Flex work can also help organizations stay ahead through the unprecedented, chronic labor shortage facing the U.S. economy—by helping keep more women in the workforce. As of January 2018, roughly 6.3 million positions remain open but unfilled—a record high. Meanwhile, roughly 4.7 million college-educated women are currently not working during their childbearing years, which is significant considering women hold the majority of college and advanced degrees in the U.S. According to our analysis, flexible work schedules could help enable more working parents return to work sooner.

Finally, and this may come as a surprise: it’s actually cheaper to build engaging, flexible workspace than it is to invest in traditional office space designs. Currently, tech-style space fit-outs in the U.S. cost an average 15 percent less than conventional office space.

The above-mentioned advantages aren’t pie-in-the-sky possibilities; they’re all within reach for organizations that take proactive steps toward flexibility now. 

This serene workplace looks more like a spiritual retreat than an office with cushioned bench seating, eye-catching lighting and the right technology to ensure it is practical. Image courtesy of JLL.

Five ways to master the art of flex work programming

Ready to bring individuality to the workplace, large-scale? Following are five key considerations as you work to create a selection of environments where employees want to work, engage, create, and innovate:

  • Adopt this mantra: There’s no one-size-fits all solution, even within a single organization. Look for ways to strategically align flexibility with your unique business goals and worker desires. Non-traditional spaces, like coworking and unique flex space, look different in every organization, for every office culture.
  • For every business need, there is an ideal space and time. Work priorities evolve constantly, and so should be the opportunity to fulfill them. A flexible, people-friendly workplace will offer a mix of worthwhile choices, from quiet rooms, huddle rooms and coffee lounges, to traditional desks in neighborhood configurations. It also makes it easy to work outside the organizational footprint, like coworking spaces, home offices, or anywhere in between, by offering the right technology solutions.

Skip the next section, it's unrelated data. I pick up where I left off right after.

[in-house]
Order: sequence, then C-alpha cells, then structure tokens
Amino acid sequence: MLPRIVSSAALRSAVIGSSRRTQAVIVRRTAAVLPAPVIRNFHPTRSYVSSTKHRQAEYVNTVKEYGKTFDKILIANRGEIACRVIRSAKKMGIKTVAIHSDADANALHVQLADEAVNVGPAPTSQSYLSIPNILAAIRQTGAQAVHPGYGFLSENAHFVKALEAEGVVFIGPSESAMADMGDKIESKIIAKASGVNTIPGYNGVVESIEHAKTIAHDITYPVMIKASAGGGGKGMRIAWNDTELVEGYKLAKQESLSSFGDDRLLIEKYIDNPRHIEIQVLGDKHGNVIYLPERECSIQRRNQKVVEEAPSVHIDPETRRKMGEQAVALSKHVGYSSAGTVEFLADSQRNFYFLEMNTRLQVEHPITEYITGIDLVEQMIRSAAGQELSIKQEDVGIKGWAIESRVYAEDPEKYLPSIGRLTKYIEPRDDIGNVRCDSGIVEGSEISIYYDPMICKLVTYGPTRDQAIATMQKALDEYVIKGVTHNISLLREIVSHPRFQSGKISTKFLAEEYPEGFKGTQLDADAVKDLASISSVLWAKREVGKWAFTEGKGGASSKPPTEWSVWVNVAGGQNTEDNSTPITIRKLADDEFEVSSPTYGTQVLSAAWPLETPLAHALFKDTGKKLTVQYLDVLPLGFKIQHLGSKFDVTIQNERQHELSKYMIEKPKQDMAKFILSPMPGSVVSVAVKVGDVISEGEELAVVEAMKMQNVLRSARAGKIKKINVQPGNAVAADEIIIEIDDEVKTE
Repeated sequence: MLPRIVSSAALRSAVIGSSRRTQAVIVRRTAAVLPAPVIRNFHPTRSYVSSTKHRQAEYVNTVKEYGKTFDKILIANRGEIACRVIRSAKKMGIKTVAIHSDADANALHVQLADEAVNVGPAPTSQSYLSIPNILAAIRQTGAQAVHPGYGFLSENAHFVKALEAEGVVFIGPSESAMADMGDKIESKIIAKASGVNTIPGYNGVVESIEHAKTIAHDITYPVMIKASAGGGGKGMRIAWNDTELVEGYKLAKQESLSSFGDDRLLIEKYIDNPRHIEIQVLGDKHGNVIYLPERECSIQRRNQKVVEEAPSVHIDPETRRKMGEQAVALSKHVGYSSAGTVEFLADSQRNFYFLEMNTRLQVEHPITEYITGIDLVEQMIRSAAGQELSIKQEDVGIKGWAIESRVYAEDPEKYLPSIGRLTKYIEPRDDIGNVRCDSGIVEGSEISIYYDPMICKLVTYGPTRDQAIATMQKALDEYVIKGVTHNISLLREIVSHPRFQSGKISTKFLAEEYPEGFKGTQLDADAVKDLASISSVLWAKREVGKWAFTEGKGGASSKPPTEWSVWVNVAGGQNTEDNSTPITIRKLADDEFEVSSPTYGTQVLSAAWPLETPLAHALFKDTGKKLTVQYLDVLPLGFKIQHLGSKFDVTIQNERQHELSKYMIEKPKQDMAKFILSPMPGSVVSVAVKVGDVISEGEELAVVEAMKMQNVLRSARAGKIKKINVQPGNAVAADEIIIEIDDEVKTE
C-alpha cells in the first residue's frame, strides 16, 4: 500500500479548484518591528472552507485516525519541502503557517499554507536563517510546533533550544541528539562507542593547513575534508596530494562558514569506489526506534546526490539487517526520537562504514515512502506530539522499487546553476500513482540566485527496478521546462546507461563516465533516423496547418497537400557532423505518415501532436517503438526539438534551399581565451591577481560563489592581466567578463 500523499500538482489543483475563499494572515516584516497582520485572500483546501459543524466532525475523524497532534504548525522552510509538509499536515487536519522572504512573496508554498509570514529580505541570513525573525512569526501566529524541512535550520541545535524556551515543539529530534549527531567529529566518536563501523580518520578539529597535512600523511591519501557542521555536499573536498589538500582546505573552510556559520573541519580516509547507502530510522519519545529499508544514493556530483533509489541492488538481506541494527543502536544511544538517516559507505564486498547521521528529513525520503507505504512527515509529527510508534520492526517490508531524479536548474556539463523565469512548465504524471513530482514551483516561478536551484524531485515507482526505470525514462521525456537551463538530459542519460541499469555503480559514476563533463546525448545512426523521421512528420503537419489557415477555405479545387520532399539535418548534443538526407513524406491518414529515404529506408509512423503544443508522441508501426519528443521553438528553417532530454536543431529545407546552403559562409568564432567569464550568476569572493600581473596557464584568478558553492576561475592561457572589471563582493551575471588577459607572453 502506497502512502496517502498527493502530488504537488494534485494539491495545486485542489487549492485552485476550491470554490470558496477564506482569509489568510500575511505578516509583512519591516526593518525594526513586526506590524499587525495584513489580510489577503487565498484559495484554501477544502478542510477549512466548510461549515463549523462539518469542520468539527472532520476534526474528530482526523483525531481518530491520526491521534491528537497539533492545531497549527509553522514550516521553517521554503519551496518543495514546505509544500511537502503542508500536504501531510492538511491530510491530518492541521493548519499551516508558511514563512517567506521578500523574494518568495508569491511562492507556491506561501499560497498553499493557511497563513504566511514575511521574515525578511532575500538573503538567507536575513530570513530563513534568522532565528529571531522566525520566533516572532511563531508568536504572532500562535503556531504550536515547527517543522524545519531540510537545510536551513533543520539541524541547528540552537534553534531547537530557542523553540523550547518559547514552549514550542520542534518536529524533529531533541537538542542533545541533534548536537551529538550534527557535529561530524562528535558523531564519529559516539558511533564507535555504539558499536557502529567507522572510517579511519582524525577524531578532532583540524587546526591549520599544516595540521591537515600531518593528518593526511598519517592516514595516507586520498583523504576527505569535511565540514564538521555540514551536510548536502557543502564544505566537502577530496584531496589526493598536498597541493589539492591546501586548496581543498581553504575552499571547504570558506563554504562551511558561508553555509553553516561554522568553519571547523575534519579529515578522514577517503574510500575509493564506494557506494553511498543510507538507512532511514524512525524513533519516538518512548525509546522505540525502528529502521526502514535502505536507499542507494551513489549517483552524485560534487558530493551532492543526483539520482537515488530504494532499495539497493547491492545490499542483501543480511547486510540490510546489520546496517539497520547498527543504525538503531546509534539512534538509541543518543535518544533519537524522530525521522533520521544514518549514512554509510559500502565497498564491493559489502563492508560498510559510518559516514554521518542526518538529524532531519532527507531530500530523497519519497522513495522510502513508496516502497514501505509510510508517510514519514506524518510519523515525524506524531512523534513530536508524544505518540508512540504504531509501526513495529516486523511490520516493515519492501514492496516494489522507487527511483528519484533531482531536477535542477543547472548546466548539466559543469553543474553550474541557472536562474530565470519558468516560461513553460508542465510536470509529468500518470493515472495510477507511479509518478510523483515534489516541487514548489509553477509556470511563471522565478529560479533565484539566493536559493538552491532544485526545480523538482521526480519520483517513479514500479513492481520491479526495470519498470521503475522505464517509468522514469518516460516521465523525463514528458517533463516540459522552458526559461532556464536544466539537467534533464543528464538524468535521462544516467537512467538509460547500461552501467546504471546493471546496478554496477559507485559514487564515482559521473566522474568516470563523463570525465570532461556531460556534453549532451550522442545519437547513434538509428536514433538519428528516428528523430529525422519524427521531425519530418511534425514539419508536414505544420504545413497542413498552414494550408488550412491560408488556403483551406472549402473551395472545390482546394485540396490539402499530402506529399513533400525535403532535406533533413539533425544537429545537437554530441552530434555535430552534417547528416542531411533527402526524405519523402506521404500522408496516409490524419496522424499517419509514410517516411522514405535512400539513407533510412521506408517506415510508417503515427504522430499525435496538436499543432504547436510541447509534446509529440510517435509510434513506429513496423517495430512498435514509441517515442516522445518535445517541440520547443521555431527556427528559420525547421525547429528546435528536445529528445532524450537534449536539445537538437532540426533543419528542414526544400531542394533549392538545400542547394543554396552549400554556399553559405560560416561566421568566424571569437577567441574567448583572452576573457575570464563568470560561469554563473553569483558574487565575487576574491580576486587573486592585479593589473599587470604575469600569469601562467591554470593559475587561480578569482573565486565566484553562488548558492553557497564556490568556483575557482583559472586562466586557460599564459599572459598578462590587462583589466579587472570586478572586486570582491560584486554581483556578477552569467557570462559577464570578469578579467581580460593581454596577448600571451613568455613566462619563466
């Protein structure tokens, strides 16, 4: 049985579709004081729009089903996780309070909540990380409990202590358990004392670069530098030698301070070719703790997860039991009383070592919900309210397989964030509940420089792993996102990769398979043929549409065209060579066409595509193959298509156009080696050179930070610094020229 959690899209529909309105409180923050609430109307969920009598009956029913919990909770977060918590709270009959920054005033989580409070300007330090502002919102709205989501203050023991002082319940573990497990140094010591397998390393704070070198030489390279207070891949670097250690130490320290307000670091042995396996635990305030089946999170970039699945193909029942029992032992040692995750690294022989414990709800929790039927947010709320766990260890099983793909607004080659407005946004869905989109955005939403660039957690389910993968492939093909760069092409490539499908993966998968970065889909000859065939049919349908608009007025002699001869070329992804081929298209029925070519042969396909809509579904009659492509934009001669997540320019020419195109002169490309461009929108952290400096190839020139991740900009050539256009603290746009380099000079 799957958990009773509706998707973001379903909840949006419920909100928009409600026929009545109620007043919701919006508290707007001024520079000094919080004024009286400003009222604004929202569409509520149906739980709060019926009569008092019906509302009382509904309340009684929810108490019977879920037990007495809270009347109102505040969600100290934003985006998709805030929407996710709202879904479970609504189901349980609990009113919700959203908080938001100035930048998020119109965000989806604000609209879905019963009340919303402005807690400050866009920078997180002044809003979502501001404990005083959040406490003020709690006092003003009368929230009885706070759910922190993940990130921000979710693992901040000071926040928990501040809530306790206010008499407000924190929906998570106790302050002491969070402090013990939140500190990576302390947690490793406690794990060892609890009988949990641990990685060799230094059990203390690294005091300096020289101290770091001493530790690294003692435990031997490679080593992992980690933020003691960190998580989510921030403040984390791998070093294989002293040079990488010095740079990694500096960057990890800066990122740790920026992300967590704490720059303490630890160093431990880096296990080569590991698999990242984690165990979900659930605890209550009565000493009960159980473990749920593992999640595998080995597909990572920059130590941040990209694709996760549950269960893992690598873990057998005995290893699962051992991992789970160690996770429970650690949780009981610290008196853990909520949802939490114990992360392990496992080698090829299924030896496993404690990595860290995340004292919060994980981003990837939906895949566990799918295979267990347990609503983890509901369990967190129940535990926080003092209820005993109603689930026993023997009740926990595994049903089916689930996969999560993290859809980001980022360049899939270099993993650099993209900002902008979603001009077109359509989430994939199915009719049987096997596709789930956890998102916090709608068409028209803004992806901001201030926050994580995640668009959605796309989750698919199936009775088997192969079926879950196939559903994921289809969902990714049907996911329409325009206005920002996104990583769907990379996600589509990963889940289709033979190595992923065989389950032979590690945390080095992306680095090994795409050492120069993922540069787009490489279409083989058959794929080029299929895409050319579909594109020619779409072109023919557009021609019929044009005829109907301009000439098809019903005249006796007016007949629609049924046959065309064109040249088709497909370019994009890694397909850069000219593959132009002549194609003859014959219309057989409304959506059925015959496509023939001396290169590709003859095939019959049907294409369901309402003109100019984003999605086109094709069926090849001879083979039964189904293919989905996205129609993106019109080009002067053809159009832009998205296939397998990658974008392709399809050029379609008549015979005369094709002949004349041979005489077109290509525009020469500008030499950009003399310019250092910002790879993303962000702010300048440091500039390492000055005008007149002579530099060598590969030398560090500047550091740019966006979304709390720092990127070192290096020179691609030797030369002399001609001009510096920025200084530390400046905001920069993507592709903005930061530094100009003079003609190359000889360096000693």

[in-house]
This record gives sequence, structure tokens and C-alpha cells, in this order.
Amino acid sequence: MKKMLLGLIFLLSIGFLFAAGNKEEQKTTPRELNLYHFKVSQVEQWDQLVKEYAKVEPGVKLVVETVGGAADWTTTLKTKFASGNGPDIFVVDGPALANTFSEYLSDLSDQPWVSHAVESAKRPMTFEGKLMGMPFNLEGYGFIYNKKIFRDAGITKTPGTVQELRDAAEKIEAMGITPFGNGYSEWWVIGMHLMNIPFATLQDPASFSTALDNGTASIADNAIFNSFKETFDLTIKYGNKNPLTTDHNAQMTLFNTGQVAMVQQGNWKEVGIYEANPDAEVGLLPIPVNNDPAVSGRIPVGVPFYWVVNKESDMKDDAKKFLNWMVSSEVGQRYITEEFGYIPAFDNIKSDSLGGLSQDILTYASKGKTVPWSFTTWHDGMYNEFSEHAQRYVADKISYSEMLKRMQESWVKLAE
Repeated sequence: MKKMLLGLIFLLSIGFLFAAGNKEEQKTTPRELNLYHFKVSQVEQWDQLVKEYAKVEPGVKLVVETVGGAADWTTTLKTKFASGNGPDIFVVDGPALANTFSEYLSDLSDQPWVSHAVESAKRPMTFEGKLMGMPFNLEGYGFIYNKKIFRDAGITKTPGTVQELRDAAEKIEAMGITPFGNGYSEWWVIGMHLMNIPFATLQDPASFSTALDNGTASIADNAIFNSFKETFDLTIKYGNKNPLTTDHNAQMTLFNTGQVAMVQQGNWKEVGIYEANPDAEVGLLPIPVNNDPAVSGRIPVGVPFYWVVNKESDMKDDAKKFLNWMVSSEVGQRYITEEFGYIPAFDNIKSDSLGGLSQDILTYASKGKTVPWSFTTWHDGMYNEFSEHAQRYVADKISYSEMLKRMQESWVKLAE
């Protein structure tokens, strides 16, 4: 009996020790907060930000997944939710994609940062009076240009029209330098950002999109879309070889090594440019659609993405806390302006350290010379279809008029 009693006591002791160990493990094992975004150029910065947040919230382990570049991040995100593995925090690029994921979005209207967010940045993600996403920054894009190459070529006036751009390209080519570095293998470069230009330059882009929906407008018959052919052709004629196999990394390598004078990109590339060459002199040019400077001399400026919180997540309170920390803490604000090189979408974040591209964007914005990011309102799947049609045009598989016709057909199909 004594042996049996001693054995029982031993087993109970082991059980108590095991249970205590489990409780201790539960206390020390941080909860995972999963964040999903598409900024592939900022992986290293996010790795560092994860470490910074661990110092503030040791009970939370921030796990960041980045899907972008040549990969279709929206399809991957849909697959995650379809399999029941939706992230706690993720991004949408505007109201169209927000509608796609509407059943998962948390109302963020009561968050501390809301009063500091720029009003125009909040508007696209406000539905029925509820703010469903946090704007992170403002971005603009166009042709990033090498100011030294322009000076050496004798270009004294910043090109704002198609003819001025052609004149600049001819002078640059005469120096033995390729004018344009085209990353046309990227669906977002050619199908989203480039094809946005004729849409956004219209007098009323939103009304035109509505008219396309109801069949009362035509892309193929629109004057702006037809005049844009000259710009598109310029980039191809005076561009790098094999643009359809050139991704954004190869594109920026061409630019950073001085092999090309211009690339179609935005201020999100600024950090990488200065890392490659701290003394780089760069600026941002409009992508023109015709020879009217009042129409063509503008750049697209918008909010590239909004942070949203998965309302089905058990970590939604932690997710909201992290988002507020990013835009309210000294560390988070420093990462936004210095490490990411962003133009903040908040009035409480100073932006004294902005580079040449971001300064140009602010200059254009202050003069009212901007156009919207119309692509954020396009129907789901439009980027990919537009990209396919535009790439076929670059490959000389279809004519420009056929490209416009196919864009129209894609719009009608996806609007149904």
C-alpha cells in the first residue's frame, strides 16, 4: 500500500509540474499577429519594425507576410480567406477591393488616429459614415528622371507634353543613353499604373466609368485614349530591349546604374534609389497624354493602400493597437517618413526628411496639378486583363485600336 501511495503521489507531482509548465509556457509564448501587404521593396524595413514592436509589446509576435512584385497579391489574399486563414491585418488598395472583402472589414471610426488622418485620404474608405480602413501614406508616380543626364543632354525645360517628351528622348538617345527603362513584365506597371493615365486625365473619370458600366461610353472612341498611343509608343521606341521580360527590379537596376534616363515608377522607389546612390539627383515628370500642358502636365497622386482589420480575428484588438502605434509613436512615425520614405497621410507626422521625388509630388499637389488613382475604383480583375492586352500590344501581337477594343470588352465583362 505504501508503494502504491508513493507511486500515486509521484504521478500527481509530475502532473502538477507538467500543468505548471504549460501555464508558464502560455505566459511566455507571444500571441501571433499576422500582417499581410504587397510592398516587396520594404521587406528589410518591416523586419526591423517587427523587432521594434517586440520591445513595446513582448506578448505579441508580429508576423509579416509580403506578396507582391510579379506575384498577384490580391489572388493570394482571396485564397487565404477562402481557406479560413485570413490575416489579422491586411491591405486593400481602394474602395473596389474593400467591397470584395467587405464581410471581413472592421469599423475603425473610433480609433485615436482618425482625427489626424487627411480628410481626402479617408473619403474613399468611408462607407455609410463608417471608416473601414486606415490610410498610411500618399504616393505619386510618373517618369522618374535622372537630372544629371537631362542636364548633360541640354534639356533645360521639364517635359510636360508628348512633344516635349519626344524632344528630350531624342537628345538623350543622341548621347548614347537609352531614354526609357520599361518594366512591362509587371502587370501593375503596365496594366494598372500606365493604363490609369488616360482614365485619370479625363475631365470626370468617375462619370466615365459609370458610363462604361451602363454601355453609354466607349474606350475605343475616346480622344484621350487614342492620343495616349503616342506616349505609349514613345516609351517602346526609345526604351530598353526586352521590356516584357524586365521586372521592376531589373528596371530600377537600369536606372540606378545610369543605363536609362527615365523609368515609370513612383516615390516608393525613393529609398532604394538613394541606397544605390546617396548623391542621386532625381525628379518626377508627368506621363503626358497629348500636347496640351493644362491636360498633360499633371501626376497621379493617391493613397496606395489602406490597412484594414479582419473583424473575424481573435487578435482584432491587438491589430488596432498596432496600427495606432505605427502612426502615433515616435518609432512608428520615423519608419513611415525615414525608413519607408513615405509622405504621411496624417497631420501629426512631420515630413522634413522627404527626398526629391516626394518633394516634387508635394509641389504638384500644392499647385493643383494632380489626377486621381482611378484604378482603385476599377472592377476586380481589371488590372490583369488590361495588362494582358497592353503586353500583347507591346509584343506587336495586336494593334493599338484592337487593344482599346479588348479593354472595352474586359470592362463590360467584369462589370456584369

• Invest in the right technology. Smart building and smart workplace tools can directly support flexibility goals by enabling people to customize their workspace, say, by simply adjusting temperature or lighting in their workspace du jour, or easily reserving a conference room by app. Sensor-rich environments, along with strong data and analytics, can also help you gauge which types of space are preferred, or not, and invest in more of the former.
  • Put the human experience first. Flexibility alone isn’t going to cut it in today’s competitive markets. To succeed, flex programs must be created with your organization’s people first and foremost. According to JLL research, 87 percent of employees worldwide say that having a Chief Happiness Officer in their workplace would be a good idea. Whether or not your organization employs a CHO, focusing on what your employees say about and want in the workplace is the most important element of implementing an effective flex program.
  • Invest in flexibility. Every real estate decision can contribute to flexibility goals, from leasing strategy that prioritizes short-term leases and other off-site space options, to procurement plans that include convertible furniture and movable walls.

Designed carefully, more flexible spaces—both inside and outside the organizational footprint—can help employee preferences come alive, spark innovation and fuel insight. Is your real estate portfolio as dynamic and flexible as your business? The answer, increasingly, is that it could and should be.